On Holism, Holiness, and Wholeness

On Holism, Holiness, and Wholeness October 4, 2018

Have you ever wondered about what the Bible says about humanity?  What did God create man to be?  In what ways did The Fall affect us?  Did our Lord restore some sort of wholeness that we had lost?

These questions were at the core of a seminary project I undertook.  I found I was not alone in my curiosity.  Many scholars were chasing these questions, including those in the social science fields.[1]


i. Adam: Wholeness

Likeness

And God said, Let us make man in our image, after our likeness.  (Genesis 1.26, King James Version)

James Strong defines the word likeness as, “resemblance; concretely model, shape.”[2]

Stanley Horton reveals that, “the image and likeness have to do with the spiritual and moral nature of man.”[3]

J.H. Hertz states, “Man is made in the ‘image’ and ‘likeness’ of God: his character is potentially Divine.”[4]

Therefore, it seems like the word likeness refers to the whole human being as the only creation that resembles the Creator.

Communion

We see the likeness of God in man’s ability to have communion or fellowship with God.

God’s greatest gift to us at the beginning was not the order of creation or the beauty of the Garden, but the fellowship of his own person and the capability to enter into that fellowship.[5]

No other creature has the distinction of being called God’s friend (Exodus 33.11; John 15.15).

God’s Word

Adam is commanded to stay away from the forbidden fruit so that he can maintain fellowship with God.

But of the tree of the knowledge of good and evil, thou shalt not eat of it: for in the day that thou eatest thereof thou shalt surely die. (Genesis 2.17)

Consequently, man seems to be capable of making choices based on God’s revealed will or Word.  This is, “the one eternal and unfailing guide as to what constitutes good and evil – and not man’s instincts, or even his Reason, which in the hour of temptation often call light darkness and darkness light.”[6]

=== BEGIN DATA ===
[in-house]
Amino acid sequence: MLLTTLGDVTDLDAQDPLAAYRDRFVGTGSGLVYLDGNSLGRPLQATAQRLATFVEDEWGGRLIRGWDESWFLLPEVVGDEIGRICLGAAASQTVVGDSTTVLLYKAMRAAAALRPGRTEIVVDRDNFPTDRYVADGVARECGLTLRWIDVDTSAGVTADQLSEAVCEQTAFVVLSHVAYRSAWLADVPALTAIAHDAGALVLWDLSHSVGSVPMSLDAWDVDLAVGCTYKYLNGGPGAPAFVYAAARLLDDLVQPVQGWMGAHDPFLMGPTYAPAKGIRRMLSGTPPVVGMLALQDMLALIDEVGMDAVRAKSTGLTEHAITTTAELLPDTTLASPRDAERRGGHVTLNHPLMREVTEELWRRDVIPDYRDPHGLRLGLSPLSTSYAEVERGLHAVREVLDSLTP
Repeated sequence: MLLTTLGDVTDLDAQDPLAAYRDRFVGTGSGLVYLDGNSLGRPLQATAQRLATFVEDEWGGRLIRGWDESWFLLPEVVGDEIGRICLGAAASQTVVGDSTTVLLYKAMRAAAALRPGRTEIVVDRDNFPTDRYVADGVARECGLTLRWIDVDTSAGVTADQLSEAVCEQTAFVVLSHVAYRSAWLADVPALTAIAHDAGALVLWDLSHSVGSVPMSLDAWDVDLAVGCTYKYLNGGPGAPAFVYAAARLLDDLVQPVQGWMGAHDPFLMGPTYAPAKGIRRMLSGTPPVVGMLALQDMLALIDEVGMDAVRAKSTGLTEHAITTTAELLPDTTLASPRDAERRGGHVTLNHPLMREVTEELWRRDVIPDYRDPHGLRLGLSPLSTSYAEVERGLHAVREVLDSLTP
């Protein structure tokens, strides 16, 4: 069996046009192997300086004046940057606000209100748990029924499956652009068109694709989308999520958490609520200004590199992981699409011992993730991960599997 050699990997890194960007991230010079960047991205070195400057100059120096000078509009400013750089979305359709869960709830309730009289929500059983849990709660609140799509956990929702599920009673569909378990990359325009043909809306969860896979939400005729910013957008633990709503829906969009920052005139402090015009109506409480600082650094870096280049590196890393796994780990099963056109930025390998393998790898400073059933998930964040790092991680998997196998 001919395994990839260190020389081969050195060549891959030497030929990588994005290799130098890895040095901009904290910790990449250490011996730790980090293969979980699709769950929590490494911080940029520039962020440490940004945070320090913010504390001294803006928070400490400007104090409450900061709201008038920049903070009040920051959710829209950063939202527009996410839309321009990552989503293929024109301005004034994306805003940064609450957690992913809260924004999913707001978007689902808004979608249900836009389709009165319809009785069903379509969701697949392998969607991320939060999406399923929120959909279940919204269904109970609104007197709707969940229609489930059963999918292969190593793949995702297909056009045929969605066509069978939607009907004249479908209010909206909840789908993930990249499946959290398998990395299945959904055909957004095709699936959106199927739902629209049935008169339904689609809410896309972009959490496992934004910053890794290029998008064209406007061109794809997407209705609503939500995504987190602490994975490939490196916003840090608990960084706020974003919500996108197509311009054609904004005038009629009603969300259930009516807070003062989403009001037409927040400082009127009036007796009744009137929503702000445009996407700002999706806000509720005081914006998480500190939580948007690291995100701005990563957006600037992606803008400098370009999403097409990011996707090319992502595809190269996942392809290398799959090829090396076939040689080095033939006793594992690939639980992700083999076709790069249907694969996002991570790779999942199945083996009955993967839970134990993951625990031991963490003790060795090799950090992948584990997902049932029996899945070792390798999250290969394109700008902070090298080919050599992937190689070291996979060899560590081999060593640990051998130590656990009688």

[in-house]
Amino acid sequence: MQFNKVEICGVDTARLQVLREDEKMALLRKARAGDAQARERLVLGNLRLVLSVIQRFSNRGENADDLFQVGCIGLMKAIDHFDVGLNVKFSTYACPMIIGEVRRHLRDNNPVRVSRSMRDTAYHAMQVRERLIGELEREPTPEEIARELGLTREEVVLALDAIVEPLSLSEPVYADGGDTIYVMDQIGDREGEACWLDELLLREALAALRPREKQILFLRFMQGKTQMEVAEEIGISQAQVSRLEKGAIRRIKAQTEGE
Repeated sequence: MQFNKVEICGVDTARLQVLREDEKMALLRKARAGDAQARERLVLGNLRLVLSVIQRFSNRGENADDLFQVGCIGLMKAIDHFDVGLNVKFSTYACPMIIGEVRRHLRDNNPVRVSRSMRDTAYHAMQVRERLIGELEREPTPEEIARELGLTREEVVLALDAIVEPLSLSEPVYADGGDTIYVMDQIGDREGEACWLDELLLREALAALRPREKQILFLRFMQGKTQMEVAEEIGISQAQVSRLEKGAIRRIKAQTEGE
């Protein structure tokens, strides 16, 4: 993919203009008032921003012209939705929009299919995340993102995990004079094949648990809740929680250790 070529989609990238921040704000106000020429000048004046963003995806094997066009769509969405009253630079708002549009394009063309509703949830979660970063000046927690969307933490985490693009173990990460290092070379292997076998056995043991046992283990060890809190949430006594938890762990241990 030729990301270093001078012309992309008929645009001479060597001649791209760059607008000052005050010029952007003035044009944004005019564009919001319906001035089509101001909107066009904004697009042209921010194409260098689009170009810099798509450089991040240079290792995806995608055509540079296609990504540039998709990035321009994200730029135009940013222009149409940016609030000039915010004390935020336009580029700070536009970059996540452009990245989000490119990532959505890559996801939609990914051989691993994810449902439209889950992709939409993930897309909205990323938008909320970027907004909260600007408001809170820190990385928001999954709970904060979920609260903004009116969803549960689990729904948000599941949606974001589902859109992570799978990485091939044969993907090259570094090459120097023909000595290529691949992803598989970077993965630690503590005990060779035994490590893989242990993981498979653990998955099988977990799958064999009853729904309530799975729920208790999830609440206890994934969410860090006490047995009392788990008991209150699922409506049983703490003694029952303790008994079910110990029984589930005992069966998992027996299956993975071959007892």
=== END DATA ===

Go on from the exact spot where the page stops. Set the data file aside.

Holiness

God calls creation good.  Then He creates Adam and Eve and, “it was very good” (Genesis 1.31).  Man shares his dignity with creation, but seems to be the first or greatest of creation.  However, the Creator is who gives man his true dignity.

Holiness describes this concept. Holiness means sacred.  The root word of holiness means ceremonially clean.[7]  Holiness means set apart or sacred.  God is holy, set apart.  God makes us in His image, sets us apart, makes us holy.

Jones and Butman state that the term holy, “literally means being set apart to God’s purposes and manifesting his righteous character.”[8]  So man’s holiness comes from being set apart from creation to the Creator.

Holistic

Horace and Ava English define holism as a, “doctrine that a living being has properties which pertain to the whole rather than to its constituent parts, and that the dynamics of a living whole cannot be explained as resulting from independent elements.”[9]

Similarly, Jones and Butman use the term heart in a holistic manner: “The scriptural emphasis on heart teaches us the importance of understanding ourselves as a unity.”[10]  Although holism, holiness, and wholeness are related terms, they are not the same.

For instance, a holistic approach that does not link man to God does not fully address what makes a man whole.

Michelangelo Buonarroti | Creation of Adam
Sistine Chapel, 1508-1512 | Public Domain

God makes Adam whole as He makes Adam in His likeness.  Adam communes with God and obeys God’s Word.  He is God’s unique, holy creature.

ii. Adam’s Fall: from Wholeness to Insecurity